18th Amendment: Its Implications for Federalism and Impact on Provinces

By: Shahid Umar

Introduction

                The 18th constitutional amendment was passed on 20th April, 2010. Every member of the parliament unanimously agreed to the new constitutional changes. The 18th constitutional amendment has reformulated the structural outlines of the state through a paradigm shift from a highly centralized to a substantially decentralized federation.

Federalism refers to the mechanism through which power is divided among the constituent units and the federal government, in order to reduce the likelihood of an authoritarian or over centralized government (Hafeez, 2011) . In federalism power and resources are shared among constituent units, where every constituent unit has the autonomy to spend and collect revenue on its own behalf. Autonomy of each province is defined in constitution and the interference of federal government is limited up to an extent where constituent units can make certain decision on its own behalf related to spending and collection of resources. In this new constitutional framework Pakistan has introduced multilevel governance system by extending the autonomy of provinces through the process of decentralization at the lower layers of the local governance.

In this new amendment the power of the president of Pakistan was dissolved in order to eliminate the chances of military coup in future. Pakistan became a parliamentary republic from a presidential system, because presidential system caused political instability many times, in the case of military regimes, where civil powers were demolished. It was a first time in the history of Pakistan that a president himself transferred powers to the parliament and to the Prime Minister (Hafeez, 2011). The 2008-2013 term is often stated to be the first compete democratic change of power without a military president or a coup (Hafeez, 2011).

 Implications of 18th amendment for federalism

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Devolution of Power under 18th Amendment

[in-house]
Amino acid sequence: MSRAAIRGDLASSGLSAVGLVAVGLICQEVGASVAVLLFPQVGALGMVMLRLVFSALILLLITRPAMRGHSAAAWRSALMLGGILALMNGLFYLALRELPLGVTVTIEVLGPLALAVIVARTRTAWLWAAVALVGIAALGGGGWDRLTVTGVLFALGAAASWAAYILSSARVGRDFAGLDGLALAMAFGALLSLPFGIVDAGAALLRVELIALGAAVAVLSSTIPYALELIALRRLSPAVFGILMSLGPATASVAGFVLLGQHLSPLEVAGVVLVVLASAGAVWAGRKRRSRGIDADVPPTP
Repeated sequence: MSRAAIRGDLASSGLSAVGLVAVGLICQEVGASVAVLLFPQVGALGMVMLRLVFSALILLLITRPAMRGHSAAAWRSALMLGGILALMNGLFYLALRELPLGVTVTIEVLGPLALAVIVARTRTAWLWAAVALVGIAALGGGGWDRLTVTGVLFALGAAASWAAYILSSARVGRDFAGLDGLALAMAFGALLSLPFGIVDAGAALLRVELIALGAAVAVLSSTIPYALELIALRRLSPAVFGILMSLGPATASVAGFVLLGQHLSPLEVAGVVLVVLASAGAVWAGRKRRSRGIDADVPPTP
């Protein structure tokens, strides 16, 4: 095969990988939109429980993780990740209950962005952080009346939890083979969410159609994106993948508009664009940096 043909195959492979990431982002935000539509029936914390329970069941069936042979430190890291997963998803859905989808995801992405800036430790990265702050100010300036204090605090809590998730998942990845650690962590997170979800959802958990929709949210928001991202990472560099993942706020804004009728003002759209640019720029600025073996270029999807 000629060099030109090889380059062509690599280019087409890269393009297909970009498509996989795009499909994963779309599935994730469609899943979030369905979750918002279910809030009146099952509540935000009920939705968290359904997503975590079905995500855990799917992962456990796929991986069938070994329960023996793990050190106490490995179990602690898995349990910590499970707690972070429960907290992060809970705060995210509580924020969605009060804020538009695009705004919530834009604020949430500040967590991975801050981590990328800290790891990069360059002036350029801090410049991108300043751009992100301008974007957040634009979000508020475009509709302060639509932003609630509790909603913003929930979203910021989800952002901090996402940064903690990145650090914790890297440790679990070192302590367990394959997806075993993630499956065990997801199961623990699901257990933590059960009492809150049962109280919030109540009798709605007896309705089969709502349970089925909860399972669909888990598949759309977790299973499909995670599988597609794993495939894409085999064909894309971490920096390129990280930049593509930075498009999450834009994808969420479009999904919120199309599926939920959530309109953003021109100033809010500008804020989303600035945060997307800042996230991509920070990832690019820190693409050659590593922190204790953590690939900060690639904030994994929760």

Pakistan’s parliament has passed the 18th Amendment’s that, among other changes, gives the provincial governments greater autonomy under the constitution by abolishing the concurrent list and other related provisions. The full impact of the amendment’s many changes has yet to be fully analyzed and discussed by key stakeholders (Nabi, 2013). The 18th amendment eliminates the “Concurrent List,” i.e. ascertain of areas where both federal and provincial governments may legislate but federal law prevails. Laws governing marriage, contracts, firearms possession, labor, educational curriculums, environmental pollution, bankruptcy, and in 40 other diverse areas the provinces would have exclusive jurisdiction and each provincial assembly will be responsible for drafting its own laws on the issues. The 18th constitutional Amendment potentially impacts the mandate of several Federal Ministries and by implication increases the roles and responsibilities of the related institutions and administrative structures at the provincial level (Nabi, 2013).

The 18th constitutional amendment was a positive step towards the decentralization process in a country like Pakistan. It brought some positive implications for federalism in Pakistan. In this new amendment powers were dissolved to constituents units, which is the beauty of federalism. The bill enhanced provincial autonomy, where the president will no longer be able to unilaterally declare emergency rule in any province (Najam, 2010). The new amendment brought some remarkable changes which made the roots of federalism stronger than ever in Pakistan. The size of the cabinet was restricted to 11 percent of the members of parliament and respective provinces in order to ensure good governance. In federalism proper care for minorities are ensured, thus in order to protect the rights of minorities, four seats, one from each province are allocated for the minorities in senate. This initiative increases the strength of minorities in senate and say in general. Council of Common Interest’s formation was revised and Prime Minister was appointed as chairman. The council will be obligated to meet once in 90 days. The Council of Common Interest has been given additional powers and the provinces have been given more say on national matters by enhancing their representation in the council.  The reformation in the Council of Common Interest was a step forward in the decentralization process, because provinces will bring their common issues on one table which will be address on time, and provinces would be able to pressurize federal government for their common needs and requirements (Najam, 2010).

In the new constitution provinces are required by law to establish local government systems, devolve political, administrative and financial responsibility and authority to elected representatives. The two major pillars of federalism which are the devolution of political and economic powers/rights to the constituent units. Provinces are provided with more political and economic autonomy in 18th amendment. Federal government would have less interference in the process of revenue spending, although federating unites still have no full autonomy of revenue/tax collection. Local government system is the beauty of federalism, where elected representatives hold offices. They are more aware of local issues, thus they can more easily address those issues as well. Amendment to article 157 says federal government must consult provincial government before installing hydroelectric power stations in any province (Najam, 2010). It means provinces are more autonomous in matters of developmental projects, and they will be consulted before the implementation of any project, even if it is related to national interest.